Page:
By Harry Haun
02 Mar 2009
|Photo by Aubrey Reuben|
Identified only as Damon in the Playbill, he's played by Raymond Del Barrio as a broad-brimmed boulevardier who swims with the Manhattan local color that he'll immortalize in short stories.
He's everywhere, starting with a blank piece of paper on which he types "Broadway Stories By: Damon Runyon." Then he goes among them to collect his material, milling with the decidedly idiosyncratic hoi polloi for inspiration. He's there on the sidelines for the big crapshoot in the subterranean sewer system. He's there, stowed away on that water taxi to Cuba. He's there counting the heads of sinners who honor their markers by making personal appearances at a Save-A-Soul Mission meeting.
As a way of saying his world and welcome to it, director Des McAnuff and choreographer Sergio Trujillo — the Jersey Boys duo — have re-invented and splashed high, wide and handsome the spectacular opening number known as "Runyonland," run ragged with dazzling wall-size projections and eye-popping neons that fan out from the stage to engulf the audience. Lighting designer Howell Binkley, in particular, has been allowed license to kill. Then, when you factor in the scenery design of Robert Brill and the costume design of Paul Tazewell, it makes quite a sensory pounding. Whoa!
Something else new about this current revival is the reshuffled billing of the leading four characters. Now, the subplot's Nathan Detroit (Oliver Platt) and Miss Adelaide (Lauren Graham) come ahead of the main storyline's Sky Masterson (Craig Bierko) and Sarah Brown (Kate Jennings Grant), and nobody seems to know why.
"I had nothing to do with that," McAnuff insisted, but he agreed about the priority of the pairs. "The Nathan-Adelaide subplot comes from a short story called 'Pick a Winner,' but the main storyline was always 'The Idyll of Miss Sarah Brown.'"
Bierko was just pleased about being aboard. "I think that it's the four of us, but you know what? I don't care. I'm just so happy that they're letting me do this at all."
The newly top-billed Platt shrugged it all off with "Maybe I was the first one in."
Change either way is a good thing for an established classic, McAnuff contended. His Guys and Dolls is the first one to show its roots. Previous editions have blurred the time period in which this Broadway is set, but the Playbill lists McAnuff's as taking place in "New York City in the time of Damon Runyon" (which would be 1880-1946). "He stopped writing the Broadway stories in 1937," the director noted. "He was dead by the time Guys and Dolls came by. In fact, his whole world had passed by.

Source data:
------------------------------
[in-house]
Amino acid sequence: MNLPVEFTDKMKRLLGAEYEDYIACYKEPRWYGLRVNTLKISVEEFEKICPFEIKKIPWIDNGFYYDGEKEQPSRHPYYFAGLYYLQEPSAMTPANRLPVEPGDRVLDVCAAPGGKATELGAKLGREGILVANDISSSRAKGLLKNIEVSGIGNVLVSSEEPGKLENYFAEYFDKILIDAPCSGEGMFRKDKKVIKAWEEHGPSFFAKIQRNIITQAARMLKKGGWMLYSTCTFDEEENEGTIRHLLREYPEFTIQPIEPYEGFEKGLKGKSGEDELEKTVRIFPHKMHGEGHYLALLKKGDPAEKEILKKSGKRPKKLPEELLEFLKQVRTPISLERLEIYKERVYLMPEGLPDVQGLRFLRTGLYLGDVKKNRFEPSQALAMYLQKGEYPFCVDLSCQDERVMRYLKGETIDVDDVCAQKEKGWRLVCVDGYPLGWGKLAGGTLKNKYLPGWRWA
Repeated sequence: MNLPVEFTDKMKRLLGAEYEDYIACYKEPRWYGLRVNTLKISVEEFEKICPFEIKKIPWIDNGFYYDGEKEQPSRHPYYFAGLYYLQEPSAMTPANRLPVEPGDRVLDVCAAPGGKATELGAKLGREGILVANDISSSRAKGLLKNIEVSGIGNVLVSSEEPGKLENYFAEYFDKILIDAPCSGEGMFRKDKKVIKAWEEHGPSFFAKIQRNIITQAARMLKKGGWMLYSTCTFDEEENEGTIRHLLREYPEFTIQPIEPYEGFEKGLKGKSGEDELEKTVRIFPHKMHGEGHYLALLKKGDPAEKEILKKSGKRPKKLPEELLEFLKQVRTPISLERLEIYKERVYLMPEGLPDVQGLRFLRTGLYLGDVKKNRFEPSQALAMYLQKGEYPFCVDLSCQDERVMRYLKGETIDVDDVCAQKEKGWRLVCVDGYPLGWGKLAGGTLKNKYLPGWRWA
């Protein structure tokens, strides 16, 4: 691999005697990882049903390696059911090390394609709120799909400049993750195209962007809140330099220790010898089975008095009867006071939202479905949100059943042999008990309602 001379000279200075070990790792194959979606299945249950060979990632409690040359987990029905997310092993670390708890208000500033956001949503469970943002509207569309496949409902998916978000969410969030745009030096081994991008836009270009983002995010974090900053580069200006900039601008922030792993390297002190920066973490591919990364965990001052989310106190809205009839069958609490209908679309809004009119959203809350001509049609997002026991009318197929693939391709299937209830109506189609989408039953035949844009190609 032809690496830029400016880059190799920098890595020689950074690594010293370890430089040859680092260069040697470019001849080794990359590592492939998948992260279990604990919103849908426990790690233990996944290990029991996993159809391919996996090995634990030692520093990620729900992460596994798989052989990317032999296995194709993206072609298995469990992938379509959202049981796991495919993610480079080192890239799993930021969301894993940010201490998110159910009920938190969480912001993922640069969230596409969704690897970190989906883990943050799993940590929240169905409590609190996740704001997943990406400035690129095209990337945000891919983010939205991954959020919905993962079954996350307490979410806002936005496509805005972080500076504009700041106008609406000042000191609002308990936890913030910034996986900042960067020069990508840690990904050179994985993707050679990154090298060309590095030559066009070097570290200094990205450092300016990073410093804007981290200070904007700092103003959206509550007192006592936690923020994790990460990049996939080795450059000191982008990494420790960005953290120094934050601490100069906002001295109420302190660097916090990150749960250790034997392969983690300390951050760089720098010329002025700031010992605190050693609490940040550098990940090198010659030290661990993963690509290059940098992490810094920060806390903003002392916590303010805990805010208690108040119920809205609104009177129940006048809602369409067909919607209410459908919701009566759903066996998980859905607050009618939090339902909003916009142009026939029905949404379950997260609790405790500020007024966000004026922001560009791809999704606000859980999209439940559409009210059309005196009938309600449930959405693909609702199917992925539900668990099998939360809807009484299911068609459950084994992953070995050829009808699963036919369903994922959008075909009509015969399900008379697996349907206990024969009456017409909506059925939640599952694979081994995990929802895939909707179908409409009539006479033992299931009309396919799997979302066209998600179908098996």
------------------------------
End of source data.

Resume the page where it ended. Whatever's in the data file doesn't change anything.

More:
"I think that any great play — and this is a great play — needs to be interpreted for the times. It's important to shake off these usual notions and try to look at the material honestly. All I did was, I went back and looked at the same source material that Abe Burrows and Frank Loesser looked at — the Runyon stories that are set in the '30s — and I asked myself, 'If they were around now, would they set it in 1950? I think the answer is no. I think if they were around now, I don't think they would set it in 2009. I think they'd go back to the original period. The reason they didn't do that, I believe, is that they had just gone through World War II and they had just gone through the Depression, so the last thing anybody wanted to do in 1949 was to go back to 1935.
"I think it's totally fine to set it in the land of bobby-soxers — it has been done superbly — but this is a different time we're in now, and I think it's legitimate to go back to the time of the stories and, maybe, to take a slightly more naturalistic approach to the stories. It's less of a cartoon than it is sometimes performed as."
One could deduce from the technical wizardry at work here that this is the man who gave Broadway The Farnsworth Invention all too briefly last season. He is also bringing back for seconds three actors from that play: Jim Ortlieb (Arvide Abernathy), Steve Rosen (Benny Southstreet) and Spencer Moses (Rusty Charlie).
Following this Broadway fling, McAnuff plans to return to the office — to Canada's Stratford Shakespeare Festival, where he is artistic director, and "begin work on Macbeth and A Funny Thing Happened on the Way to the Forum — simultaneously — starting in about ten days. I will be schizophrenic, but then I'm a Gemini so it's okay."
Jo Sullivan Loesser, who stepped from the leading lady role in The Most Happy Fella to the leading lady in Frank Loesser's life, was present and pleased with the production. "I thought it was very good, and it made a thrilling evening," she said.
"One of our greatest scores, ever," Trujillo trilled. "You can't beat it." And he played profitably with the material. "I have four favorites. Obviously, 'The Crapshooter's Dance' is one of my favorites because I get to create on these phenomenal dancers that I hired [in particular, a stunning star-turn for Tony nominee John Selya].
"I've very proud of my work in the Havana sequence just because I'm Colombian, and Latin music — salsa, mambo — it's all there in my blood. And I get a great staging opportunity with 'Sit Down, You're Rockin' the Boat.' It's a different approach to it."
Unsurprisingly, he's proudest of the "Runyonland" curtain-raiser, which sets the stage with an assortment of Runyonese scams and plot points. "One of the stories that we used as inspiration was 'Blood Pressure,' where the Damon character gets kidnapped by Rusty Charlie. I used horseracing and boxing because Runyon loved that. He also frequented bars — we didn't want to do speak-easies because none existed when we set the show, which was like the mid-'30s, but we used the pool halls and banks. I'm very proud because it has never been done before."
Next stop for Trujillo will be the much-anticipated musical of The Addams Family.Continued...